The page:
Genre 101: Historical Fantasy

Among the Shadows is best described as historical fantasy. “What is that?” you ask. Check out Arielle Bailey’s post for the answer:

Intuitive Writing Guide

While I love many subgenres of fantasy, this one is my favorite, because it combines my first genre love (historical fiction) with my great genre love (fantasy).

#25 Historical Fantasy

Historical fantasy can take the form of implying that magic co-exists with us, or can imply that magic used to co-exist and now doesn’t because of some event the story portrays.

My favorite thing about writing this genre is that you can take the events and people that you love from history and re-imagine them without needing to stick to the boundaries necessary for historical fiction.  [It also has the advantage of not drawing the outrage of historians and history buffs–  a considerable advantage, as you might know if you’ve ever gone up against one or the other in a debate.]  By introducing fantasy elements, the reactions and choices of people would naturally be different, giving you an immense scope for story.

For…

View original post 322 more words

Advertisements
Categories: Uncategorized | Leave a comment

Where are the Smartest Kids in the World?

We all agree education is important; that our kids deserve the best learning; that our teachers should be the best at their job — then we have this tendency to walk away and let our government take the reigns. They roll out one “education program” after another — effectively experimenting on our children every few years — while spending loads of money.

Then we all get angry, argue and complain when we find out our children aren’t measuring up to other nations or aren’t prepared for life.

Amanda Ripley takes on this “Twenty-first Century mystery” of why, in a country that spends untold millions on education, still falls short.  In her essential book, The Smartest Kids in the World (and how they got that way), she dives deep into American education as she follows three students as they attend schools overseas. What is one major difference Ripley finds?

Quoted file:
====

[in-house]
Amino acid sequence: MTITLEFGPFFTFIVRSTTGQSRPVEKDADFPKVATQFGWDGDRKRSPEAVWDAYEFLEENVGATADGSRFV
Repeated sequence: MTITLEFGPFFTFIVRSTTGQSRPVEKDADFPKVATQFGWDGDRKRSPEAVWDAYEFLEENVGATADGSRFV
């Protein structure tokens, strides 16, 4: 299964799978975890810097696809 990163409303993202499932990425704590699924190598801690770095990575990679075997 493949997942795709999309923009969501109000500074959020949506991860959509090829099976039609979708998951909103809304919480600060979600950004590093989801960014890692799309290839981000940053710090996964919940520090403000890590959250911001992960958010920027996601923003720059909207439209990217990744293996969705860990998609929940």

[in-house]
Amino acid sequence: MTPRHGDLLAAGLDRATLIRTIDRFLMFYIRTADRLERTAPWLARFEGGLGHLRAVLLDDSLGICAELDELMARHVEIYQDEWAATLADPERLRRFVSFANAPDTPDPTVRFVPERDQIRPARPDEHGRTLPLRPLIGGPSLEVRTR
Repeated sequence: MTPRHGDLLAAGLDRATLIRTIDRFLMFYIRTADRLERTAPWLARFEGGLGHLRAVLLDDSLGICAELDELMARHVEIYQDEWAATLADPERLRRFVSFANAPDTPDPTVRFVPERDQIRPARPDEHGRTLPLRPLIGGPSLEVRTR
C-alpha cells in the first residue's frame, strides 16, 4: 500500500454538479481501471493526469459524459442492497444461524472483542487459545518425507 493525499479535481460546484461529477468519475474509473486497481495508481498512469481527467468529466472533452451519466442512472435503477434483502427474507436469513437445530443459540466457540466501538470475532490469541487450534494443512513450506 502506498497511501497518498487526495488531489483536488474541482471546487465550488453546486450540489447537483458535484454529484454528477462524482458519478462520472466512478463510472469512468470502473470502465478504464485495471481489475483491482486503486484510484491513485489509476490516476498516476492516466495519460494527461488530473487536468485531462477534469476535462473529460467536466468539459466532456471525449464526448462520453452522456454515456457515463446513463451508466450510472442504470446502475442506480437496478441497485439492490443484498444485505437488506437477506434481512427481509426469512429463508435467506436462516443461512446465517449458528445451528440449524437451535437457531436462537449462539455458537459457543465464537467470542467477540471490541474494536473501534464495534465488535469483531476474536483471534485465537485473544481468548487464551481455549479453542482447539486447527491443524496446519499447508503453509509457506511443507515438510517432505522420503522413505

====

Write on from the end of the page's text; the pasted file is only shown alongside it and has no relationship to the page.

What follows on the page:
Teaching is treated as a top-tier profession. Teachers are educated and expected to perform accordingly.
Continue reading

Categories: Books, Critical Thinking | Tags: , , , , , | 3 Comments

Creating Your Author Brand (Pt. 2): Your Authentic Voice

Katie Phillips Creative Services

It’s my privilege to welcome Lisa to my blog today. I’ve known her for several years now and have watched her journey through difficult circumstances to find her bold, unique voice that is at once compassionate and compelling. Who better to share her story of discovering her authentic voice than this beautiful woman who has fought for it so hard? 

I spent ten years trying to brand myself.

If I wasn’t thinking about my personal brand as a writer, maker, and coach, I was working at digital agencies large and small that specialized in branding, reading up on the subject, teaching on it, and writing about it. For two and a half years I even ran a boutique branding agency that worked exclusively with creative entrepreneurs. I watched dozens of writers, artists, coaches, healers, and the like wrestle deeply with how to “show up” in their marketplace.

By the time…

View original post 1,136 more words

Categories: Writing | Tags: , , , , | Leave a comment

How to Create Your Author Brand (Pt. 1)

Katie Phillips Creative Services

Your author brand is nothing more than your authentic story. 

Let’s set aside all the fancy talk of platforms and networking, fonts and social media strategies, logos and websites, brand archetypes and all the “expert advice.” Because none of that matters until you know your story.

You probably think your story is your book. Your words on the page. And you’d be partially correct. But that’s not your whole story.